For starters, he explains that ever since Hakadosh Boruch Hu told Moshe Rabbeinu (Devorim 31:18), “Ve’Anochi haster asteir Ponai – And I will hide my Face,” by definition, there will always be some questions and some doubt. To understand it all would be to see that which Hashem Himself has hidden, something clearly impossible. It is this hester ponim that is the root of all our doubts and uncertainties.
The Steipler goes on to say how in today’s times of ikvisa deMeshicha, the questioning and the doubts will be multiplied exponentially. We live with moral decay all around us. We are witness to open rebellion against all that was once sacred. We are brought up on the professed “right” – of every layman, university professor, high-school kid, and illiterate letter-writer – to question and pass judgment on moral teachings and basic beliefs held sacred for millennia in the name of “open-mindedness” and “non-judgmentalism.”
It is little wonder, then, that even those of us brought up in homes solidly committed to Torah have been influenced by the free-for-all attitude where an anonymous letter-writer is given equal standing with the words of Chazal or even with outright pesukim in our Torah. In a discussion not too long ago on a topic pertaining to bitachon and the fact that nothing happens in this world unless Hashem expressly wills it – one of the thirteen fundamental basics of our faith! – a letter-writer responded that he “heard” a “story” told “in the name” of one of the gedolim, who said “something to the effect” that this does not apply to the subject in question.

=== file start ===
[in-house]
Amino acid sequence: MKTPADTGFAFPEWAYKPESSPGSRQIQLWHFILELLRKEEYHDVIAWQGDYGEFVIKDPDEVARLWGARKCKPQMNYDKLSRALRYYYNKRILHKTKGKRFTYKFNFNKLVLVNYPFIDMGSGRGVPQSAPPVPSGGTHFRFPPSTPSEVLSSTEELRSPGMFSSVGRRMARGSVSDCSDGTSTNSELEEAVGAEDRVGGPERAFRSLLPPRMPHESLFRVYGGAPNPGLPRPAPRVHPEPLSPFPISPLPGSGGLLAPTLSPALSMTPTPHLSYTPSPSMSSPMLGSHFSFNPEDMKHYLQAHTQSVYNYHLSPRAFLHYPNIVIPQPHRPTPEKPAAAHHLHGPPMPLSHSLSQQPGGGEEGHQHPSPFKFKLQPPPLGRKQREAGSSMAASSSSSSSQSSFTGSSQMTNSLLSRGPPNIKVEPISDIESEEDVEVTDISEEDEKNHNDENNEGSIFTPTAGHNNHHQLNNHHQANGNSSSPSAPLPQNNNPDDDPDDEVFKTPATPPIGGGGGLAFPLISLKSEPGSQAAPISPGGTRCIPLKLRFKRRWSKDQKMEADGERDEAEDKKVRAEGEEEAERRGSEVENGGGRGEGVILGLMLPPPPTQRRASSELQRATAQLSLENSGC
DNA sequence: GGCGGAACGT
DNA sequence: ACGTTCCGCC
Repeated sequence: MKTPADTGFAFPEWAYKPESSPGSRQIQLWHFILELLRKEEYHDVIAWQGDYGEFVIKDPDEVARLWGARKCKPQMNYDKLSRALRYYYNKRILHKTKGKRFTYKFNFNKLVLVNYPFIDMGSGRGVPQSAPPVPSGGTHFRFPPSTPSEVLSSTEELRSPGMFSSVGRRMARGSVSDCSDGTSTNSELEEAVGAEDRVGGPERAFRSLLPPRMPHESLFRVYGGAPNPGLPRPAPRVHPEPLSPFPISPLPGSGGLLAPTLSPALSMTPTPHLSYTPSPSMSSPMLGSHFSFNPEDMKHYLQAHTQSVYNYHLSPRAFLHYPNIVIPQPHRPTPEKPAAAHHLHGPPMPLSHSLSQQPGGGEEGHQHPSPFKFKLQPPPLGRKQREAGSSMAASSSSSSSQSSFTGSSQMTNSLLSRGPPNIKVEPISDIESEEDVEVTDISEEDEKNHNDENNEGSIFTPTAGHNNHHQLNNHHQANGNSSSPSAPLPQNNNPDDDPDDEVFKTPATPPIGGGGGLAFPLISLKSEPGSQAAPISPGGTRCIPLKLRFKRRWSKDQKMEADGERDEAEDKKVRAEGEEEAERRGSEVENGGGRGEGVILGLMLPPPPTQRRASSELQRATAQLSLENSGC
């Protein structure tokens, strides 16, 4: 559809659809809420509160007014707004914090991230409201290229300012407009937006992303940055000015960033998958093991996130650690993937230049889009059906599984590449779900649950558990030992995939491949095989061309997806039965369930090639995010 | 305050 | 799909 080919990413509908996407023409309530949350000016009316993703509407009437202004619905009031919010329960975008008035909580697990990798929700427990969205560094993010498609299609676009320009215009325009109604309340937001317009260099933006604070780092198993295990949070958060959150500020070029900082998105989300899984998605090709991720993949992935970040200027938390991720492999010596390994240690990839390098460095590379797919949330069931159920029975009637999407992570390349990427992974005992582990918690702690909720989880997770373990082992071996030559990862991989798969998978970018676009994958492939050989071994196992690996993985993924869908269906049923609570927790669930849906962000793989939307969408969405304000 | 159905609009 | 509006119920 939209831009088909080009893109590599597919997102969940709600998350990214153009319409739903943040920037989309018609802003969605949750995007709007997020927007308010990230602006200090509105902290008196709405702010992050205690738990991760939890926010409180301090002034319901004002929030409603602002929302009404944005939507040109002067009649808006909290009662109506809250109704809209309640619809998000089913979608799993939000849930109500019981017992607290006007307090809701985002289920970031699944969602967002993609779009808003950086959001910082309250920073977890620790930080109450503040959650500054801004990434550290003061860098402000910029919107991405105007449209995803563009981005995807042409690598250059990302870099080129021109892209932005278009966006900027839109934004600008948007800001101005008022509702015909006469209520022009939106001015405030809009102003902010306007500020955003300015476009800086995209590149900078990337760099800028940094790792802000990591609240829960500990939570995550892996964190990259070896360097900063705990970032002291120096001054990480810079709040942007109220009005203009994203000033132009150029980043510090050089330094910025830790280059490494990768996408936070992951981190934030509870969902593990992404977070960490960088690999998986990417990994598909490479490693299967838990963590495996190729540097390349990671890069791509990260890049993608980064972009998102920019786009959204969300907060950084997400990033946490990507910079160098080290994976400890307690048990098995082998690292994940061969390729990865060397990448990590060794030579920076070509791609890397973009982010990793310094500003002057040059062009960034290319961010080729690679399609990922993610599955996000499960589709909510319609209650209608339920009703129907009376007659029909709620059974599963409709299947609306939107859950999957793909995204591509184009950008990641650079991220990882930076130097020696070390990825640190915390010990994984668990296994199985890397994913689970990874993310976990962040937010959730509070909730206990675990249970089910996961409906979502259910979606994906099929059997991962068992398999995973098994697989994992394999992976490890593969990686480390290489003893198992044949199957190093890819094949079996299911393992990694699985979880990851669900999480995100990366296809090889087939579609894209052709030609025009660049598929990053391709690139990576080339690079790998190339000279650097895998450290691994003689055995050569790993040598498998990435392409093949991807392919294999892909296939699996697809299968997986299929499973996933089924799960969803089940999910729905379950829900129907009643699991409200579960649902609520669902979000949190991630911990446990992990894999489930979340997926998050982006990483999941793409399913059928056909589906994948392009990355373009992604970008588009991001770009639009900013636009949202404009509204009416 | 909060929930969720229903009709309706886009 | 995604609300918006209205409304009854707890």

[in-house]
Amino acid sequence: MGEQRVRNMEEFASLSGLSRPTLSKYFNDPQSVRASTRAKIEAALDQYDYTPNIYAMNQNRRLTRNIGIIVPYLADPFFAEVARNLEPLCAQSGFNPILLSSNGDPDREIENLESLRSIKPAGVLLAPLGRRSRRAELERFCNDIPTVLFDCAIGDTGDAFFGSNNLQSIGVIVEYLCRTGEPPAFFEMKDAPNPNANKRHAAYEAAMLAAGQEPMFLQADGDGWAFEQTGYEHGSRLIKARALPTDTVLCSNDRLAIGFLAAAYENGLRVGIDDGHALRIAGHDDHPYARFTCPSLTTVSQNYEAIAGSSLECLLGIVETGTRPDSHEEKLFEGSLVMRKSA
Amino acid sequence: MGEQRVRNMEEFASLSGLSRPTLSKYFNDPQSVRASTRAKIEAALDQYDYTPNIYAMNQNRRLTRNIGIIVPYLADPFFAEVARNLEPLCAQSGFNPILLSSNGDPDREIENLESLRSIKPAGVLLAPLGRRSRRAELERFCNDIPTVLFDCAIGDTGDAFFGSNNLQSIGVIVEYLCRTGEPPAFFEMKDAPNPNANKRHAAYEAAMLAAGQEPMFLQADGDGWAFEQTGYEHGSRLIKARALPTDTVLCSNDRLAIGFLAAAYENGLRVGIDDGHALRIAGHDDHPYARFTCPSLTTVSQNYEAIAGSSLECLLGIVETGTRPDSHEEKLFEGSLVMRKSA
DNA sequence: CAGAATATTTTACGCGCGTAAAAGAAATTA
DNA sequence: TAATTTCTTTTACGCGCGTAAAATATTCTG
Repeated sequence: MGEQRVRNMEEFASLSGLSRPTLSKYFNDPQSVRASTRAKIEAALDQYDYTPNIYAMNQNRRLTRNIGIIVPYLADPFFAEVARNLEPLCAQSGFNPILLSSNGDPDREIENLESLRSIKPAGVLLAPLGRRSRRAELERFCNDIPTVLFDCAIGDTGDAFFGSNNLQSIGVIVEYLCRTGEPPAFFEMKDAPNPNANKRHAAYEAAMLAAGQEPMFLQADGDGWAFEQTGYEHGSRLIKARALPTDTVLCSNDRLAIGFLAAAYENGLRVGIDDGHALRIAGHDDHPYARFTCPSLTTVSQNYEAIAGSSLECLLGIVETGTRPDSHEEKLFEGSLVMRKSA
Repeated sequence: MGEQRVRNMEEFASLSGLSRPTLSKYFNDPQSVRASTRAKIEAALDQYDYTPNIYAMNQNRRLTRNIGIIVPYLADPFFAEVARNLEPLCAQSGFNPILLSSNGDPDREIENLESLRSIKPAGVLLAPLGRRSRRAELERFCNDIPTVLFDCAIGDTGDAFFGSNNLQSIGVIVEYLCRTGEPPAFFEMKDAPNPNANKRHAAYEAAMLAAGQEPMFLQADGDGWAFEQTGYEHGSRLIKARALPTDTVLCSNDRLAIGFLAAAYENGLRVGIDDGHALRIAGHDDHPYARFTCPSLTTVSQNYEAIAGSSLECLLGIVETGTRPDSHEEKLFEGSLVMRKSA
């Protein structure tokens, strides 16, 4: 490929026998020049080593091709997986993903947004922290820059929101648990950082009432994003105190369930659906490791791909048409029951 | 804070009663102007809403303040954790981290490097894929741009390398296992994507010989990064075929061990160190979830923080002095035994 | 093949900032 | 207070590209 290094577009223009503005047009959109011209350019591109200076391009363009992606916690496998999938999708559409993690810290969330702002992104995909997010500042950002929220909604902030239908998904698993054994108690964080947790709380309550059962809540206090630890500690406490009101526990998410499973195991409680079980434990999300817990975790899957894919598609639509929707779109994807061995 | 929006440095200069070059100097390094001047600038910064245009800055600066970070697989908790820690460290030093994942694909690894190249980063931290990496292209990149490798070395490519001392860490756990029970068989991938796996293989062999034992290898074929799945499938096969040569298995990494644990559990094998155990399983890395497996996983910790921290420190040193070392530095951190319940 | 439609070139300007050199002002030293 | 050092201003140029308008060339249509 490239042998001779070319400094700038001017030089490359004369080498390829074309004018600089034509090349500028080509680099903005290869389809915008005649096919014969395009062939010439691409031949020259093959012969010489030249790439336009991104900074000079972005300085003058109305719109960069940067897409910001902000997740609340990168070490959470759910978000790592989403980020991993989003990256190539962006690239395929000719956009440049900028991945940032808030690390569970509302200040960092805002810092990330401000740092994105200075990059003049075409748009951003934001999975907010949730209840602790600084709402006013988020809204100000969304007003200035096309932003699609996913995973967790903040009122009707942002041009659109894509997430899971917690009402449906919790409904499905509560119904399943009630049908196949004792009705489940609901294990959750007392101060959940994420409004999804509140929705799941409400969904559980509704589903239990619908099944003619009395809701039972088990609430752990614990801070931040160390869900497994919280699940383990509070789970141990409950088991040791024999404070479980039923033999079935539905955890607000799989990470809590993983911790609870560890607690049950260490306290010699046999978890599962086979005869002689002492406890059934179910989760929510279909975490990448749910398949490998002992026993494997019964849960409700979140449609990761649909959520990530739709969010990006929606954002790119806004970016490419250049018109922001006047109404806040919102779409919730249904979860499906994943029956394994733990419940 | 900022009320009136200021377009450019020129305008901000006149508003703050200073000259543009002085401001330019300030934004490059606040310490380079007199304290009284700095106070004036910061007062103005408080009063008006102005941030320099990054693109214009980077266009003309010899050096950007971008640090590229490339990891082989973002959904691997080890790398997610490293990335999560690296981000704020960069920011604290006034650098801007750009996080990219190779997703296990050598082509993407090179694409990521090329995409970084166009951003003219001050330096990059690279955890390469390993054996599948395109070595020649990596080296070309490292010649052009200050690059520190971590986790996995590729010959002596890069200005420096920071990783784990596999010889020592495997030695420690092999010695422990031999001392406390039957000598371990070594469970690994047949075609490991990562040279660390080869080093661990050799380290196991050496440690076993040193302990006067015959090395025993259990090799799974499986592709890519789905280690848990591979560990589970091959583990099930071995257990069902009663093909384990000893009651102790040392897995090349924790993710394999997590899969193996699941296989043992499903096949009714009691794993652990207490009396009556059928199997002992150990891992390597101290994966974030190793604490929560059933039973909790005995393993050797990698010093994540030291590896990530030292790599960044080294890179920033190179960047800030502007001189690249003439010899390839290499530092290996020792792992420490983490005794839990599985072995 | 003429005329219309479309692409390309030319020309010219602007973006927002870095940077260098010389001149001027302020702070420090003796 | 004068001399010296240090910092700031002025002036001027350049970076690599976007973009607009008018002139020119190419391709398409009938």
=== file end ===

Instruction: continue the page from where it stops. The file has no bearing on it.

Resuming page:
The writer, and seemingly many readers as well, failed to find it mind-boggling for one to question a fundamental principle of our very faith based on the flimsiest of stories heard “somewhere” that a gadol said “something” which “seems” to contradict one of the bedrocks of millennia-old Jewish belief.
Were we to hear from the mouth of a gadol himself a statement seemingly at odds with one of the thirteen ikrei hadas, principles of our faith, all it would mean is that we clearly cannot comprehend the statement of that gadol. Never would it mean that one of our thirteen “Ani Ma’amins” are suddenly in question or are no longer applicable, chas veshalom.
Thus, writes the Steipler, “I have sadly seen many of our young people today who are completely frum but find no rest from the burden of confused thoughts and perplexing doubt in their hearts.”
Many, many years ago, in a certain free periodical, there appeared an article penned by an anonymous person (of course) who made the case for frum parents to allow their children to read any and all treife reading material – meaning items containing blatant apikorsus or indecency. The writer’s ingenious and oh-so-original reasoning was that forbidding certain reading materials would only make children want to read them even more. On the other hand, once children read their full of the worst garbage, they would, by themselves, become disgusted by it and surely never read such material ever again.
Now, forgetting the fact that, like so many progressives nowadays, the writer overlooked the simple fact that each and every one of us has been born with a yeitzer hara that is constantly curious and craves the forbidden, even while we may be disgusted by our own cravings; forgetting the ridiculousness of buying into the progressive notion which believes that humankind the world over, even terrorists, really all want to just have fun and be good and sit around the campfire and sing Kumbayaif we would just let them; even were the writer to have been correct in theory, there was still one tiny, by-the-way problem the writer overlooked, and that is that the Torah simply does not allow the reading or perusing of smut and the like.